QT Interval Prolongation

QT interval prolongation has been observed in patients treated with other drugs containing calicheamicin. When administering gemtuzumab ozogamicin to patients who have a history of or predisposition for QTc prolongation, who are taking medicinal products that are known to prolong QT interval, and in patients with electrolyte disturbances, obtain electrocardiograms (ECGs) and electrolytes prior to the start of treatment and as needed during administration.1

Use in AML with Adverse-Risk Cytogenetics

In subgroup analyses in ALFA-0701, the addition of gemtuzumab ozogamicin to standard combination chemotherapy did not improve event-free survival in the subgroup of patients having adverse-risk cytogenetics (HR 1.11; 95% CI: 0.63, 1.95). For patients being treated with gemtuzumab ozogamicin in combination with daunorubicin and cytarabine for newly diagnosed de novo AML, when cytogenetics testing results become available consider whether the potential benefit of continuing treatment with gemtuzumab ozogamicin outweighs the risks for the individual patient.1

Embryo-Fetal Toxicity

Based on its mechanism of action and findings from animal studies, gemtuzumab ozogamicin can cause embryo-fetal harm when administered to a pregnant woman. In animal studies, gemtuzumab ozogamicin caused embryo-fetal toxicity, starting at a dose that was approximately 0.4 times the exposure in patients at the maximum recommended dose, based on the area under the concentration-time curve (AUC). Advise females of reproductive potential to use effective contraception during treatment with gemtuzumab ozogamicin and for at least 6 months after the final dose of gemtuzumab ozogamicin. Advise males with female partners of reproductive potential to use effective contraception during treatment with gemtuzumab ozogamicin and for at least 3 months after the last dose of gemtuzumab ozogamicin. Apprise pregnant women of the potential risk to the fetus. Advise women to contact their healthcare provider if they become pregnant or if pregnancy is suspected during treatment with gemtuzumab ozogamicin.1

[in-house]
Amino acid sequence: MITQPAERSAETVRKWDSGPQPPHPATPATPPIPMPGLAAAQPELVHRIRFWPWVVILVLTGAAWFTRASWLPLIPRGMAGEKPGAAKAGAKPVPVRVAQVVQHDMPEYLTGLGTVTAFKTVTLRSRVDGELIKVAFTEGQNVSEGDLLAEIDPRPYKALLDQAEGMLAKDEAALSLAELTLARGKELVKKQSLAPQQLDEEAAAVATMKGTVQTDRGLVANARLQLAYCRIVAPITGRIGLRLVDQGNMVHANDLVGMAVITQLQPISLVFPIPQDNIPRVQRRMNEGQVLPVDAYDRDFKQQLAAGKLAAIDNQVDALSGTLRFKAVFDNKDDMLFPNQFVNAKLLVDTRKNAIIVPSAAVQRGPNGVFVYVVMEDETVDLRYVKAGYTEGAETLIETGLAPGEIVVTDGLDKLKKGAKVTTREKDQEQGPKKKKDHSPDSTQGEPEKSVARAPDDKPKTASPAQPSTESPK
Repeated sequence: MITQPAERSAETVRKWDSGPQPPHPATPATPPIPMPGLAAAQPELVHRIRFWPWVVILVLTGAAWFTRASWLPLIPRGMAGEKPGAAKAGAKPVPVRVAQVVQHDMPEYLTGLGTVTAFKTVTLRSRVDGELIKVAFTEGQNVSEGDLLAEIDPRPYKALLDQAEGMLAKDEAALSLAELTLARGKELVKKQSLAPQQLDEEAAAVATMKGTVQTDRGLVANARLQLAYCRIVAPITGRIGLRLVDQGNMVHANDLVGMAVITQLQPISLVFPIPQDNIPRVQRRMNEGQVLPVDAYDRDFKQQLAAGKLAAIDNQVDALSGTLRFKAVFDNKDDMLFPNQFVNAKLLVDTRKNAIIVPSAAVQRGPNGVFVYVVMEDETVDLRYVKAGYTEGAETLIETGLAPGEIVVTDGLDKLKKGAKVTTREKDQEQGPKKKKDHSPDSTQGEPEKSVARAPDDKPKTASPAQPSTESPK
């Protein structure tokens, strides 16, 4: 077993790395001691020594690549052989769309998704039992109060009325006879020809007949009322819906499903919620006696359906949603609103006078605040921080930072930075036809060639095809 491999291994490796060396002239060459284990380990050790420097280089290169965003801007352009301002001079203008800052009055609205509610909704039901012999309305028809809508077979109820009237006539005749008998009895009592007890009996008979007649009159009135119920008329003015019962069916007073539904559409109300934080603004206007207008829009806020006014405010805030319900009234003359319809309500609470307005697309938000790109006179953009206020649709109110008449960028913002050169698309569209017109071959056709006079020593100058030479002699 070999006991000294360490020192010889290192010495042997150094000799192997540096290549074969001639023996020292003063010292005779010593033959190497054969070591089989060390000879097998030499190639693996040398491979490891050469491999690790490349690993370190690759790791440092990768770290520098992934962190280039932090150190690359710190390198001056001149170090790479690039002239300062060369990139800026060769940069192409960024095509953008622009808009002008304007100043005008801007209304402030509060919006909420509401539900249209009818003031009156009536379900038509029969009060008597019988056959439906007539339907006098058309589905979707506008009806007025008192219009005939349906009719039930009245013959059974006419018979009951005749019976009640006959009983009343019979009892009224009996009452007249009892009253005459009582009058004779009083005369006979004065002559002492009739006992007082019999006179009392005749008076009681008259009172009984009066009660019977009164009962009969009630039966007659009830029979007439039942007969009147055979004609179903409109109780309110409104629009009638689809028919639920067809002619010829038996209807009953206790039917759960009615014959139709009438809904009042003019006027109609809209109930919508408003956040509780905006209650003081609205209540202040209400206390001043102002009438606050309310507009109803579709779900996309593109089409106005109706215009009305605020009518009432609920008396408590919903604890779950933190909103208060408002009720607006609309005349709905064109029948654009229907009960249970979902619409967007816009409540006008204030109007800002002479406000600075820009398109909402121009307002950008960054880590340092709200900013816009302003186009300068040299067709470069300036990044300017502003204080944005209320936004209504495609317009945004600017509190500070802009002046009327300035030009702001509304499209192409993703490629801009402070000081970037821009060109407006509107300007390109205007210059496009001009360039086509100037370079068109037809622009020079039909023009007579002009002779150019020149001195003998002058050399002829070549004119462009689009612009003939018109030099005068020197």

Specific Populations

Pregnancy